I still have a favourite pair of jeans from the mid 80s. I loved those jeans so much I couldn't part with them. They still fit me the same as they did back then, I just can't wear them very often because the fabric has become very fragile over the decades and has already worn at a couple of stress points. So objectively I know I haven't changed much since then.

    The size number on the jeans I buy today has decreased however.
  • wunderkindking
    wunderkindking Posts: 1,607 Member
    Yeah, I have a pair of vintage jeans from 1993 or something. They're a size 10 long.

    I have a size 4 that is, if stacked on top of them, bigger in everything but length.
  • rheddmobile
    rheddmobile Posts: 6,841 Member
    I sometimes buy vintage clothing from the 60s. Modern size M, between a 6 and a 10 depending on brand. 1968 size 16, and I have to wear a waist shaper to zip it!
  • wunderkindking
    wunderkindking Posts: 1,607 Member
    mtaratoot wrote: »
    swimmom_1 wrote: »
    Yes in the 80's, maybe 90's there was no US 0, 2 and maybe no or minimal 4's. Misses sizes started at size 6. The clothing industry as people got bigger changed the sizes by at least 2-3, hence 0-4. To make people feel better about their size. I know people that were in the clothing industry and they said it was true.
    I still have a blazer I bought in the fall of 1981. The tag clearly states its a size 10. I wore it again, loved it and still can't wait to get back into it, when in 2010, I was 122 lbs and wearing size 0-4 newer clothing (depending on the cuts as @ wunderkindking has also said).
    Unfortunately a girl I used to work out with had no idea sizes had changed. She was "proud to have stayed in the same size since college." She was not thrilled to hear she was 2-3 sizes larger!

    Vanity sizing is a thing, and it doesn't make sense. Dress sizes used to be based on actual measurements, but that all changed quite a while ago. It's really become silly. It's become even worse lately. For men's pants, as an example, the size isn't just some number that at one time corresponded to a set of measurements. It's waist size in inches. I know my waist size because I have a measuring tape. That reminds me; it's time to take a check-in measurement; I digress. I used to be able to buy a pair of pants or shorts and know how they would fit because the size was related to a physical measurement.

    I have no idea what it corresponds to anymore. I can fit into pants that are listed as a size that is CLEARLY much smaller than me. This is objective measurement.

    The toughest part is second hand stores because the number can be real or made up. Taking a measuring tape is a good idea since many fitting rooms are still closed for COVID.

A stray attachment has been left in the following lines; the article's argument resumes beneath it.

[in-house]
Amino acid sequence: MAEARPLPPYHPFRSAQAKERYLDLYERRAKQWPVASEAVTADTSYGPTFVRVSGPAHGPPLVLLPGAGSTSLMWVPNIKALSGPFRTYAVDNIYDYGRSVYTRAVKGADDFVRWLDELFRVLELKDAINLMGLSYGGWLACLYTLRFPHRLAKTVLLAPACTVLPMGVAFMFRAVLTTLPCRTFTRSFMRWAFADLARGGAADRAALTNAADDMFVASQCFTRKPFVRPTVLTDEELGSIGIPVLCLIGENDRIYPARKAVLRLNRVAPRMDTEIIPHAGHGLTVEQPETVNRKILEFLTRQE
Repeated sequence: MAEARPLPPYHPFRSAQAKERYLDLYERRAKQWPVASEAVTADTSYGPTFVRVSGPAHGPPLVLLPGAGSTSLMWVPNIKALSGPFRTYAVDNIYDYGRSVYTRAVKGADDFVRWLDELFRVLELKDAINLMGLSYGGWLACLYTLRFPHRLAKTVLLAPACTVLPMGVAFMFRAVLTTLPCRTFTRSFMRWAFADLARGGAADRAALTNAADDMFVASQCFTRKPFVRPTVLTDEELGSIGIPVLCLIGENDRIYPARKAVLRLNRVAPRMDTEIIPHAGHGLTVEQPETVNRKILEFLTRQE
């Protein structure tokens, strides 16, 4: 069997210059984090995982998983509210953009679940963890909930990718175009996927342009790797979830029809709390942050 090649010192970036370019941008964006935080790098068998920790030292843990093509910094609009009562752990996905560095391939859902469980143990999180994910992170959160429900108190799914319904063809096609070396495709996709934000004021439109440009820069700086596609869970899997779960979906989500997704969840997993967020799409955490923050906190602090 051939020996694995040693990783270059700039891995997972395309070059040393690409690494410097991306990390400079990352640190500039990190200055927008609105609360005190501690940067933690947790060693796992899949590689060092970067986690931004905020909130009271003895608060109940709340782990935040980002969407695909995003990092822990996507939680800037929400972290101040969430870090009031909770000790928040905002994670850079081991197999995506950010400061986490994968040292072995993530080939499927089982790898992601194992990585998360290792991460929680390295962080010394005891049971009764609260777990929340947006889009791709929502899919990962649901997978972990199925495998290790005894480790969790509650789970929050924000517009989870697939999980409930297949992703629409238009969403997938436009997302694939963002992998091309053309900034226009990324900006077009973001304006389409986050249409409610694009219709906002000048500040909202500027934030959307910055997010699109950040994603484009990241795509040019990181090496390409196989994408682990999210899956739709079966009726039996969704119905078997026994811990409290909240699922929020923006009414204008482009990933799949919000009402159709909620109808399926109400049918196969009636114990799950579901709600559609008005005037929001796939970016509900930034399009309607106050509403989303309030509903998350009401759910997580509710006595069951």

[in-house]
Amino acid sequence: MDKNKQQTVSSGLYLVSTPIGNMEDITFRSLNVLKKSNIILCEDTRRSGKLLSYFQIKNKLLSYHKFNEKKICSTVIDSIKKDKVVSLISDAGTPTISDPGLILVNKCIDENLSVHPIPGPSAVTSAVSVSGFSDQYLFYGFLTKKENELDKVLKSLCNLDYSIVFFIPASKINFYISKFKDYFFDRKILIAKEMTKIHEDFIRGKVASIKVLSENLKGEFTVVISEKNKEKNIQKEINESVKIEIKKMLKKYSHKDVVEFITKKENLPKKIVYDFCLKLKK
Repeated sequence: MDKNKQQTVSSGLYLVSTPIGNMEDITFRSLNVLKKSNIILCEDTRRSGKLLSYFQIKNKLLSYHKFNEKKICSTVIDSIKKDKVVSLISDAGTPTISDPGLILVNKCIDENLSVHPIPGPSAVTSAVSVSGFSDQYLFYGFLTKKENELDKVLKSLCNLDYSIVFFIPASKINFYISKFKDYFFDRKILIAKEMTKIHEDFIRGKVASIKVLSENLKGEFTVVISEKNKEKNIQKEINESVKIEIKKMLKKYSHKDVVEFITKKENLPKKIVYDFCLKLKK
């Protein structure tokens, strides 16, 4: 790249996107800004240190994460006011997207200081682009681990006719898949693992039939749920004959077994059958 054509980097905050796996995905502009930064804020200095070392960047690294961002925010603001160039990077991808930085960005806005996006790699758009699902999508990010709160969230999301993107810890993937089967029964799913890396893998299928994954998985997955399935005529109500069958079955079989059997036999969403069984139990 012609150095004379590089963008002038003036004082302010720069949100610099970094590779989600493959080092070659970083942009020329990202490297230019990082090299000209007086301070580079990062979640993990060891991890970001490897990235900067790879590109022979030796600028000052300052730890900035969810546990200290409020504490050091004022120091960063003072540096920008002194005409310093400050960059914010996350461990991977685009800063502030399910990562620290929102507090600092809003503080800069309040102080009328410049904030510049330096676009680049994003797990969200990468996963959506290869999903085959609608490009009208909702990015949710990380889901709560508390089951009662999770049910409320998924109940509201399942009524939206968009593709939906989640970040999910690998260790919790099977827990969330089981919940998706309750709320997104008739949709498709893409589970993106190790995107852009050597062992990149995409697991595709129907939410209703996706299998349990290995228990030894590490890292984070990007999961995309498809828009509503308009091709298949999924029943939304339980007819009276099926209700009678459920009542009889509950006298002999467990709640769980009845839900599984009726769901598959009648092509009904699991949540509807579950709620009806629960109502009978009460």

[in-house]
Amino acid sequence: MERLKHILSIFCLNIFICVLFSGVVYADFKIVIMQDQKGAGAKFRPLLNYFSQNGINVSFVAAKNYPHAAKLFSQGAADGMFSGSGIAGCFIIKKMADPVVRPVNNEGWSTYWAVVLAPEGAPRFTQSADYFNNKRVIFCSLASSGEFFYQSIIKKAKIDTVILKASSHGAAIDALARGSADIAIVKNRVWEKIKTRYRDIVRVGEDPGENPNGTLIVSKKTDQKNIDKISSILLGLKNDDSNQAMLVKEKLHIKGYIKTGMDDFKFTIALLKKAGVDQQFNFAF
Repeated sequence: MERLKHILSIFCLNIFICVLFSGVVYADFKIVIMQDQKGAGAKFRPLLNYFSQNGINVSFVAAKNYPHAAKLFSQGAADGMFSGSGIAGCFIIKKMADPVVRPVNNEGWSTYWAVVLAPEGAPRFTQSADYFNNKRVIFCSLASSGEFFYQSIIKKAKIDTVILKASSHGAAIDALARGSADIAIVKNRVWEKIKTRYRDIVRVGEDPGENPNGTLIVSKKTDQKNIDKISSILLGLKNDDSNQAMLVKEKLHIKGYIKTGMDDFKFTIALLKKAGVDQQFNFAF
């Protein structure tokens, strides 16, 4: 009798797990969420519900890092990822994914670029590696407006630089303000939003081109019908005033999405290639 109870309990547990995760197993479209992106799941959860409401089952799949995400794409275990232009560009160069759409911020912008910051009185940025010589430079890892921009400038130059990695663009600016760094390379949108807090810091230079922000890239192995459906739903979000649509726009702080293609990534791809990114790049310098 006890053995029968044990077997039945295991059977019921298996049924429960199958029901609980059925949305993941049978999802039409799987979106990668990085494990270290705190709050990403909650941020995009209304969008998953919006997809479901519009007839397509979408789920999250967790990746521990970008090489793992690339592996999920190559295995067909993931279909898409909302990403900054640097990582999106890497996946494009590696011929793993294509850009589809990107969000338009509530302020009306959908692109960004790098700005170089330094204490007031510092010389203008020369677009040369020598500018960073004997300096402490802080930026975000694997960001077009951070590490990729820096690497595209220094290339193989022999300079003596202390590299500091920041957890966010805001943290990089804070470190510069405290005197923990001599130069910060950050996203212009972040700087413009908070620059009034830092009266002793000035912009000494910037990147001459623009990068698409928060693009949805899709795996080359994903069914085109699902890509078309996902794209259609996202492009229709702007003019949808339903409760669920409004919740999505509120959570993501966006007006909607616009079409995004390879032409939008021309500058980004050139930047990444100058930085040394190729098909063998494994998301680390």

Why can't we just go back to some objective number that actually reflects a size where we all agree what physical reality reflects a particular size? I don't know.

    If this keeps up, some of us may have to shop kids sizes. I think that might save us some money, so that's good. But I don't want to wear spiderman shirts....


    I actually have some kids clothes. T-shirts, mostly, or gloves (that's not new, always had little hands), but I also have a pair of girl's/children's shorts. they're fine but it's also obnoxious because kid's sizing seems pretty consistent. And there's no reason adult's clothing can't be, too!
  • Xellercin
    Xellercin Posts: 777 Member
    Are you concerned about being too thin or about losing weight too quickly?

    How rapidly are you losing? Is the loss rate a healthy rate? If so, and if you are eating enough, feel good, and have enough energy, then no, there's no need to increase your calories.

    If it's about the size, then you are not too small a size. A UK size 8/US size 6 is not too small a size. I've been a healthy weight (BMI 20) and had a US size 0 be too big for me, so I wouldn't be concerned about what your size means if your BMI is in healthy range.

    It's annoying having none of your clothes fit when you lose weight, but it's just part of the process. I lived in leggings the whole time I was losing.
  • mtaratoot
    mtaratoot Posts: 7,840 Member
    mtaratoot wrote: »
    swimmom_1 wrote: »
    Yes in the 80's, maybe 90's there was no US 0, 2 and maybe no or minimal 4's. Misses sizes started at size 6. The clothing industry as people got bigger changed the sizes by at least 2-3, hence 0-4. To make people feel better about their size. I know people that were in the clothing industry and they said it was true.